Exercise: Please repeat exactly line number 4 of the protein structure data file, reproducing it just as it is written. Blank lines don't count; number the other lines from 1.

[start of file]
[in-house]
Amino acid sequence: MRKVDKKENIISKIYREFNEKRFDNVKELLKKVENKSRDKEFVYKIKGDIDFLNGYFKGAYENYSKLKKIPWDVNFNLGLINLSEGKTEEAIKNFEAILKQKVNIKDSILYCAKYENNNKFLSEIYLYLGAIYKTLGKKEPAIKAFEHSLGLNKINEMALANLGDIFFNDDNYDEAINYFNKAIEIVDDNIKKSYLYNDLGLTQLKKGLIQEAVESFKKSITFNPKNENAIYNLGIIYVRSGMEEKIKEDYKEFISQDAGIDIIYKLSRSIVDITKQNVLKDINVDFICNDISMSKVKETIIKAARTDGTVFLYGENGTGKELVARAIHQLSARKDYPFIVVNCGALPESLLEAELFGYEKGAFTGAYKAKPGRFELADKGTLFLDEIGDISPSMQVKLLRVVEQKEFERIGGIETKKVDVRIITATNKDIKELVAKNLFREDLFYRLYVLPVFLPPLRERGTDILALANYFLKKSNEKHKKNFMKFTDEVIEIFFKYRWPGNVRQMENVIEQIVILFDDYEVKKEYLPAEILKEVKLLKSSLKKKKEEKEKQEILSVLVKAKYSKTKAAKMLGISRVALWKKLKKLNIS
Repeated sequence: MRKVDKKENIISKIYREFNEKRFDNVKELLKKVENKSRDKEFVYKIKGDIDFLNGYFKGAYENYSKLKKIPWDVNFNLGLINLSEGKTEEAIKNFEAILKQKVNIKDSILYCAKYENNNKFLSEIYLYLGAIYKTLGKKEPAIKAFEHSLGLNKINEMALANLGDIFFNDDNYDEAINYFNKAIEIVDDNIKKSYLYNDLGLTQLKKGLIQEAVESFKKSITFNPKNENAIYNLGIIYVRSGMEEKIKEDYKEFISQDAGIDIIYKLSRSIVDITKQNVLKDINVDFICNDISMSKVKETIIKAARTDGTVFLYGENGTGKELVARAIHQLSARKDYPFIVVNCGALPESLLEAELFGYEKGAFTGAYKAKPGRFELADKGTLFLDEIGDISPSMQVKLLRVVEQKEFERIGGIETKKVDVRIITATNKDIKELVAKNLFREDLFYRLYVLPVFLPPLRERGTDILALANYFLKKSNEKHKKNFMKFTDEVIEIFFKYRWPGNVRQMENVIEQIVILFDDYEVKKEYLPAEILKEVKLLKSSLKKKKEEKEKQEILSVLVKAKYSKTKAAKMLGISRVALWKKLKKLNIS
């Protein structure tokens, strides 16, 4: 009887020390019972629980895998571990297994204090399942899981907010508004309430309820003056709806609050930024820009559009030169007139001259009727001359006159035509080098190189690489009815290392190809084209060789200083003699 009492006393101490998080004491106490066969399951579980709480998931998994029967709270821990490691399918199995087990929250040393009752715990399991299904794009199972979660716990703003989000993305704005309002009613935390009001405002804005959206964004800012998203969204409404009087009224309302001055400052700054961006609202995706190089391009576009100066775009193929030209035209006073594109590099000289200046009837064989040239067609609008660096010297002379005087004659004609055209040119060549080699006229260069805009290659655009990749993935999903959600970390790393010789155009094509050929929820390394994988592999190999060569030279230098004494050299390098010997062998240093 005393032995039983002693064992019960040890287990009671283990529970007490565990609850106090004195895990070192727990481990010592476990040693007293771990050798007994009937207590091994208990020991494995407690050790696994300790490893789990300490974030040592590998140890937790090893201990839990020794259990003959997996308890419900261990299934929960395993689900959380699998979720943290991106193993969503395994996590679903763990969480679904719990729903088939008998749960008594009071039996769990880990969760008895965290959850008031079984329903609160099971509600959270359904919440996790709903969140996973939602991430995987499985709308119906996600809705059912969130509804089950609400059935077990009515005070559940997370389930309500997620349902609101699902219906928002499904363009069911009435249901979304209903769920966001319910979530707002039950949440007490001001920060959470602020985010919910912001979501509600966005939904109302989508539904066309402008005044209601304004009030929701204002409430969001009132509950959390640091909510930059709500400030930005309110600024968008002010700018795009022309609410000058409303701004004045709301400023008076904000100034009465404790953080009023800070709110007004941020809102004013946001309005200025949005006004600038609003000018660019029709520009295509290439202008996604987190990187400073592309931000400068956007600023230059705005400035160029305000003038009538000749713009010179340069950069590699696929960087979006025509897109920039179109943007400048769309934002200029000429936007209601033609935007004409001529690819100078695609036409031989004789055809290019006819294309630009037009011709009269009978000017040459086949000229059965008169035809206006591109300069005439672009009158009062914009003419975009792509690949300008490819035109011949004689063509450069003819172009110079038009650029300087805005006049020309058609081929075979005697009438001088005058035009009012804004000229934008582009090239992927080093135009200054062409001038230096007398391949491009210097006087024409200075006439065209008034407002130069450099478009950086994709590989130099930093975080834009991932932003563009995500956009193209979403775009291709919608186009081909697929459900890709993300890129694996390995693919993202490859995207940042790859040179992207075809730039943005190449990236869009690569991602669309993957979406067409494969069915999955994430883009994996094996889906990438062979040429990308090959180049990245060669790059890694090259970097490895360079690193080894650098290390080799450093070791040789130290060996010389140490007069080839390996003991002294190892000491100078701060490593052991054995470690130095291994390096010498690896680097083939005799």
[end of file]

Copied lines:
């Protein structure tokens, strides 16, 4: 009887020390019972629980895998571990297994204090399942899981907010508004309430309820003056709806609050930024820009559009030169007139001259009727001359006159035509080098190189690489009815290392190809084209060789200083003699 009492006393101490998080004491106490066969399951579980709480998931998994029967709270821990490691399918199995087990929250040393009752715990399991299904794009199972979660716990703003989000993305704005309002009613935390009001405002804005959206964004800012998203969204409404009087009224309302001055400052700054961006609202995706190089391009576009100066775009193929030209035209006073594109590099000289200046009837064989040239067609609008660096010297002379005087004659004609055209040119060549080699006229260069805009290659655009990749993935999903959600970390790393010789155009094509050929929820390394994988592999190999060569030279230098004494050299390098010997062998240093 005393032995039983002693064992019960040890287990009671283990529970007490565990609850106090004195895990070192727990481990010592476990040693007293771990050798007994009937207590091994208990020991494995407690050790696994300790490893789990300490974030040592590998140890937790090893201990839990020794259990003959997996308890419900261990299934929960395993689900959380699998979720943290991106193993969503395994996590679903763990969480679904719990729903088939008998749960008594009071039996769990880990969760008895965290959850008031079984329903609160099971509600959270359904919440996790709903969140996973939602991430995987499985709308119906996600809705059912969130509804089950609400059935077990009515005070559940997370389930309500997620349902609101699902219906928002499904363009069911009435249901979304209903769920966001319910979530707002039950949440007490001001920060959470602020985010919910912001979501509600966005939904109302989508539904066309402008005044209601304004009030929701204002409430969001009132509950959390640091909510930059709500400030930005309110600024968008002010700018795009022309609410000058409303701004004045709301400023008076904000100034009465404790953080009023800070709110007004941020809102004013946001309005200025949005006004600038609003000018660019029709520009295509290439202008996604987190990187400073592309931000400068956007600023230059705005400035160029305000003038009538000749713009010179340069950069590699696929960087979006025509897109920039179109943007400048769309934002200029000429936007209601033609935007004409001529690819100078695609036409031989004789055809290019006819294309630009037009011709009269009978000017040459086949000229059965008169035809206006591109300069005439672009009158009062914009003419975009792509690949300008490819035109011949004689063509450069003819172009110079038009650029300087805005006049020309058609081929075979005697009438001088005058035009009012804004000229934008582009090239992927080093135009200054062409001038230096007398391949491009210097006087024409200075006439065209008034407002130069450099478009950086994709590989130099930093975080834009991932932003563009995500956009193209979403775009291709919608186009081909697929459900890709993300890129694996390995693919993202490859995207940042790859040179992207075809730039943005190449990236869009690569991602669309993957979406067409494969069915999955994430883009994996094996889906990438062979040429990308090959180049990245060669790059890694090259970097490895360079690193080894650098290390080799450093070791040789130290060996010389140490007069080839390996003991002294190892000491100078701060490593052991054995470690130095291994390096010498690896680097083939005799």